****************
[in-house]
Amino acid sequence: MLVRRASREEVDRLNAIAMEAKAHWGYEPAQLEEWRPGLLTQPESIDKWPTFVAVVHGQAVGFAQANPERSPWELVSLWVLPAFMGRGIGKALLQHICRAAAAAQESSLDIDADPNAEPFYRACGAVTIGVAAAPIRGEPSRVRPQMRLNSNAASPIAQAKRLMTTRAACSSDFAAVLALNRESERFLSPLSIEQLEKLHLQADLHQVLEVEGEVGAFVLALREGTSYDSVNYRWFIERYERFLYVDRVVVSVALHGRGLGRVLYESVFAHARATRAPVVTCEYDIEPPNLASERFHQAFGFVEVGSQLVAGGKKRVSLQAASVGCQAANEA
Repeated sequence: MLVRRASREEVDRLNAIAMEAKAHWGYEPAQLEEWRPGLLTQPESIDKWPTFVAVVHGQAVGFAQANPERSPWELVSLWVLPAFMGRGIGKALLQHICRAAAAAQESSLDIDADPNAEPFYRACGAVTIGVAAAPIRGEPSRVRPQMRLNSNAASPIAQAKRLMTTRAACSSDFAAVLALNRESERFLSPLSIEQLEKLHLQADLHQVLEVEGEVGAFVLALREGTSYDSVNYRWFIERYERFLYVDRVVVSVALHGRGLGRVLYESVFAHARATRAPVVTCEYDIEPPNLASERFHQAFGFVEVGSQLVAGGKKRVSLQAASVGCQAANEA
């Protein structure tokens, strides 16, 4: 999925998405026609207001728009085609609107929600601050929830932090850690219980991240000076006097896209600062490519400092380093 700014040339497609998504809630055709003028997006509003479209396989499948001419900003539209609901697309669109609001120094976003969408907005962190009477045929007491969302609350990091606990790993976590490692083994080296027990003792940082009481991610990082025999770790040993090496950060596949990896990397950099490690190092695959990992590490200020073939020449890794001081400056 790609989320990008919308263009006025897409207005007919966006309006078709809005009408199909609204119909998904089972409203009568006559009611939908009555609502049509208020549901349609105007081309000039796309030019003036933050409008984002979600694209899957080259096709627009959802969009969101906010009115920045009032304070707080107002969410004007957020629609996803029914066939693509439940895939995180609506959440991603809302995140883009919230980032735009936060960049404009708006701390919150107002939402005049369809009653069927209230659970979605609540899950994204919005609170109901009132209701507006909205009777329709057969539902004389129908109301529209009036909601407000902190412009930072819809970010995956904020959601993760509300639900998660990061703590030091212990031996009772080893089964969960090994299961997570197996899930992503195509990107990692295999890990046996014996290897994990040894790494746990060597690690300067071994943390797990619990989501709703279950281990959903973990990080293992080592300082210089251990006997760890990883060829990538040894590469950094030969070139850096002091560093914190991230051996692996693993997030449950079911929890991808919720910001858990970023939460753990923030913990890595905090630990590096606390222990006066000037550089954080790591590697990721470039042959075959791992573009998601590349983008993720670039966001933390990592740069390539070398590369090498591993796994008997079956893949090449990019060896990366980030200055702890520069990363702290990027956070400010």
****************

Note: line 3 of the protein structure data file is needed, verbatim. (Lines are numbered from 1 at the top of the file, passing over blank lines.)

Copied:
Repeated sequence: MLVRRASREEVDRLNAIAMEAKAHWGYEPAQLEEWRPGLLTQPESIDKWPTFVAVVHGQAVGFAQANPERSPWELVSLWVLPAFMGRGIGKALLQHICRAAAAAQESSLDIDADPNAEPFYRACGAVTIGVAAAPIRGEPSRVRPQMRLNSNAASPIAQAKRLMTTRAACSSDFAAVLALNRESERFLSPLSIEQLEKLHLQADLHQVLEVEGEVGAFVLALREGTSYDSVNYRWFIERYERFLYVDRVVVSVALHGRGLGRVLYESVFAHARATRAPVVTCEYDIEPPNLASERFHQAFGFVEVGSQLVAGGKKRVSLQAASVGCQAANEA